I can remember the weeks before starting school at Skidmore College, furiously trying to finish Gregory Howard Williams’ memoir, Life on the Color Line. The book had been assigned as our freshman reading assignment — part of the First-Year Experience at the liberal arts school in Saratoga Springs, N.Y.
Four years later, Williams spoke at our graduation.
Lots of colleges have these reading programs; some are just for freshmen, and for others, the entire campus or local community joins in. The idea is that books will stir discussion — and unite a class or campus around a topic. Some schools even have the author speak on campus, or weave the book’s content into the year’s curriculum.
The programs are prevalent around the country, for schools big and small. Earlier this year, the National Association of Scholars looked at more than 350 colleges and universities and the books they assigned.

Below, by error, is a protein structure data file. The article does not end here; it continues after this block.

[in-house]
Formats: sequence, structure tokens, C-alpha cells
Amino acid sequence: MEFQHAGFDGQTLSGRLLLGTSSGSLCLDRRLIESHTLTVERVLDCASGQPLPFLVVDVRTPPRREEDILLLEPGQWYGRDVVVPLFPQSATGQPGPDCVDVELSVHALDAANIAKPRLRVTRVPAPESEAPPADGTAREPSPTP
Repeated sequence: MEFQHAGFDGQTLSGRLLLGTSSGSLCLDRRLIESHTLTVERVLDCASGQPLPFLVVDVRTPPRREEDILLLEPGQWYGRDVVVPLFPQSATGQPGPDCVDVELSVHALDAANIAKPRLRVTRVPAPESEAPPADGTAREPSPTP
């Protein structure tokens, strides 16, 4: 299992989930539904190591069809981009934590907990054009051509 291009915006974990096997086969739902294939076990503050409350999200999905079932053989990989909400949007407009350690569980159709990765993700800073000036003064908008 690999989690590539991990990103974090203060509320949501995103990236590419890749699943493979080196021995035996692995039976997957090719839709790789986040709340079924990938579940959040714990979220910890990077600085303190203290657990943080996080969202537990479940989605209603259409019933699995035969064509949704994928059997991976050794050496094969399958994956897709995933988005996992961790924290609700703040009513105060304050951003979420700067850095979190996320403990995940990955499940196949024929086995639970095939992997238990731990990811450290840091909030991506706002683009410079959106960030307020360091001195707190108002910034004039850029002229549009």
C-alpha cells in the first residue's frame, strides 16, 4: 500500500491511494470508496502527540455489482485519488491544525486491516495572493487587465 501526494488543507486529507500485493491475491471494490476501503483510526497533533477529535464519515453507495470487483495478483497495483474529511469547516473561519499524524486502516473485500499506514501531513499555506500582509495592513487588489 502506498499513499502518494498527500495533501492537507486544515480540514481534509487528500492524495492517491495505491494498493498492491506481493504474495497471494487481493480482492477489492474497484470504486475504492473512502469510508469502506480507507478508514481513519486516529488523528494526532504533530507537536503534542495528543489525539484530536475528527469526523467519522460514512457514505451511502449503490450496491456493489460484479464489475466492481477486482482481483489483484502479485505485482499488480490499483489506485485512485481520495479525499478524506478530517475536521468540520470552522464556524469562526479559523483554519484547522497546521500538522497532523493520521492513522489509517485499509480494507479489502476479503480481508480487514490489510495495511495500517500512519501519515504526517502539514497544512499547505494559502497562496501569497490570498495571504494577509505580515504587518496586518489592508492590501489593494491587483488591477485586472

The books are often selected by the campus — by professors, current students and the incoming class, or a combination. They tend to be contemporary reads: NAS’s 2016 report found that most of the books assigned were published after 2010. In its sixth year, the report continues to be frustrated with the content of these programs. Among its key findings: “The list of readings continues to be dominated by recent, trendy, and intellectually unchallenging books.”
In recent years, schools have featured books like Wes Moore’s The Other Wes Moore: One Name, Two Fates, Rebecca Skloot’s The Immortal Life of Henrietta Lacks and Dave Eggers’ The Circle.
This year’s selections cover a range of topics; many are nonfiction, and several focus on climate change, race and other social issues.
Here are some reading assignments for first-year students at a few schools, from a community college in Michigan to a liberal arts campus in Massachusetts.